http://www.healthcarerepublic.com/news/948602/NICE-warns-GPs-antidepressant-use/

Sanjay Tanday, healthcarerepublic.com,
28 October 2009, 00:15am
GPs should not prescribe antidepressants routinely for long periods, or to treat mild depression, NICE [National Institute for Clinical Excellence] has warned.

BMJ research reveals an increase in long-term antidepressant use across the UK

Updated guidance published this week says GPs should only consider the drugs for patients with moderate or severe depression, or those suffering sub-threshold depressive symptoms for at least two years.

The latest guidance comes as research in the BMJ reveals an increase in long-term antidepressant use across the UK.

The researchers assessed all cases of depression from 1993 to 2005 across 170 surgeries, covering 1.7 million patients.

They found that prescriptions per patient rose from 2.8 in 1993 to 5.6 in 2004, despite a drop in the number of patients diagnosed with depression.

The researchers said the rise may be due to more patients taking antidepressants on a long-term basis.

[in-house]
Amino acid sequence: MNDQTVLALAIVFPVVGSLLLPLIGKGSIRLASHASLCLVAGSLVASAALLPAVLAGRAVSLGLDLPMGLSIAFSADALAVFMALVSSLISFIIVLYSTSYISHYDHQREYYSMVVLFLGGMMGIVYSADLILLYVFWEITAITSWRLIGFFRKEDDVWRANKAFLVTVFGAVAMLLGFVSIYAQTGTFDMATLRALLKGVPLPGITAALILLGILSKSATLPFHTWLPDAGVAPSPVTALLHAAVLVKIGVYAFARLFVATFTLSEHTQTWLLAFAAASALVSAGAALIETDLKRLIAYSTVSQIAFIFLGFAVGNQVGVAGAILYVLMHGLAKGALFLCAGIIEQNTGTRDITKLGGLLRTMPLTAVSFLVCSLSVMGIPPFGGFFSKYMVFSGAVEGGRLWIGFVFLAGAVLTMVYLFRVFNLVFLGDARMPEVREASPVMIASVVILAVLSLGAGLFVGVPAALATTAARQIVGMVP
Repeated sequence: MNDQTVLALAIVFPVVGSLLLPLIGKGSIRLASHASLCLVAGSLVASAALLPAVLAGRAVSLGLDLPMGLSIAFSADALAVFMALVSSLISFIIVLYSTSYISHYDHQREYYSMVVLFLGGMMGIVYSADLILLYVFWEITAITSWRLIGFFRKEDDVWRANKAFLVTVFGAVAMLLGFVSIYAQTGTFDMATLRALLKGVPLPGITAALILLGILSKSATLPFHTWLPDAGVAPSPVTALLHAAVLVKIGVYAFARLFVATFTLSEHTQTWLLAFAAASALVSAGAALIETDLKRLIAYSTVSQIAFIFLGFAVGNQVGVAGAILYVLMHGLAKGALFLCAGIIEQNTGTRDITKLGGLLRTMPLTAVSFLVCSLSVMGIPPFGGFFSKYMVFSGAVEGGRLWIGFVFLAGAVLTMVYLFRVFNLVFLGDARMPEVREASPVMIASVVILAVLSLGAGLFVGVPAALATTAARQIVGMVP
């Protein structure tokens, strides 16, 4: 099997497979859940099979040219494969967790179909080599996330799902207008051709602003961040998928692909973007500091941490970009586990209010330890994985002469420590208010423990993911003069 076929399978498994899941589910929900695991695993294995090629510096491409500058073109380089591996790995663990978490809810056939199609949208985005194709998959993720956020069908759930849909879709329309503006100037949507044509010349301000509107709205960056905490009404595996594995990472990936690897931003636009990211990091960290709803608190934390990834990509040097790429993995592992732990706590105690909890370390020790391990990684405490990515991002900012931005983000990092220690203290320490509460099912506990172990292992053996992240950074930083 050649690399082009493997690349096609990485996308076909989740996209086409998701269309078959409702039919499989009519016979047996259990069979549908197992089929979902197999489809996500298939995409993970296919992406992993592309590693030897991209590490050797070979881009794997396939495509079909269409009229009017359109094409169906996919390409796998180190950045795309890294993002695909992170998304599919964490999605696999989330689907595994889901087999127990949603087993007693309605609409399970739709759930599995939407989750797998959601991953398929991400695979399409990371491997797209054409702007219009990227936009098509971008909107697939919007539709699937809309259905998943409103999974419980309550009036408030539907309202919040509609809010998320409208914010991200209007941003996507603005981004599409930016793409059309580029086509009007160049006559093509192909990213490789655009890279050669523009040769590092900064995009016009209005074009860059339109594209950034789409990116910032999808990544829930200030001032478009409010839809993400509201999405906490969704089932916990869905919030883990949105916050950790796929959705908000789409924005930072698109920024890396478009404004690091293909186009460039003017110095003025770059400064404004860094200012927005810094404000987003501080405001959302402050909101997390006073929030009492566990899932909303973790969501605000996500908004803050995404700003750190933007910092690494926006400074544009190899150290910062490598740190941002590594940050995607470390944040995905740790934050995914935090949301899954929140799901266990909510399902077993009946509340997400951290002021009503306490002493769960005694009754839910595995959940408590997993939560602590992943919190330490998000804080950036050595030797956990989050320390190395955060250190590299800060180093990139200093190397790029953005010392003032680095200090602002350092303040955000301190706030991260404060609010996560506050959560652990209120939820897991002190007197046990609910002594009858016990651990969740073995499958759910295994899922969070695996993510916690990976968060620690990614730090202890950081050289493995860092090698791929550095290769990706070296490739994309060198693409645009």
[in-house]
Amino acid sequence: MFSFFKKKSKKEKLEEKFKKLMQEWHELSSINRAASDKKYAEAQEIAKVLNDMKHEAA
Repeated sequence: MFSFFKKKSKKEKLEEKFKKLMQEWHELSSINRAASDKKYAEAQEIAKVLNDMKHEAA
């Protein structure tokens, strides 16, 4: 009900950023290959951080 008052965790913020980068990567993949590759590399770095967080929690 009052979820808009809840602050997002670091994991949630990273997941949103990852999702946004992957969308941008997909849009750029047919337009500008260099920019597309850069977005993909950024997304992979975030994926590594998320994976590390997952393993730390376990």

* Read the full version of this story in this week’s edition of GP dated 30 October

1,501 total views, 2 views today

Medications for Depression & OCD: Thanksgiving-Man Shoots & Kill 4 Relatives: FL

Paragraph six reads:  “Merhige’s troubled mental history
­ which included severe depression and
obsessive-compulsive disorder ­ dated back to a nervous breakdown
while he was an honors student at the University of Miami, said his mother,
Carole Merhige.”

Paragraph 15 reads:  “He
was supposed to be on medication when Thursday’s shooting happened, but
she said he had been self-medicating. She did not know whether he was doing so
correctly.”

http://www.palmbeachpost.com/news/crime/man-accused-of-killing-four-relatives-in-jupiter-91027.html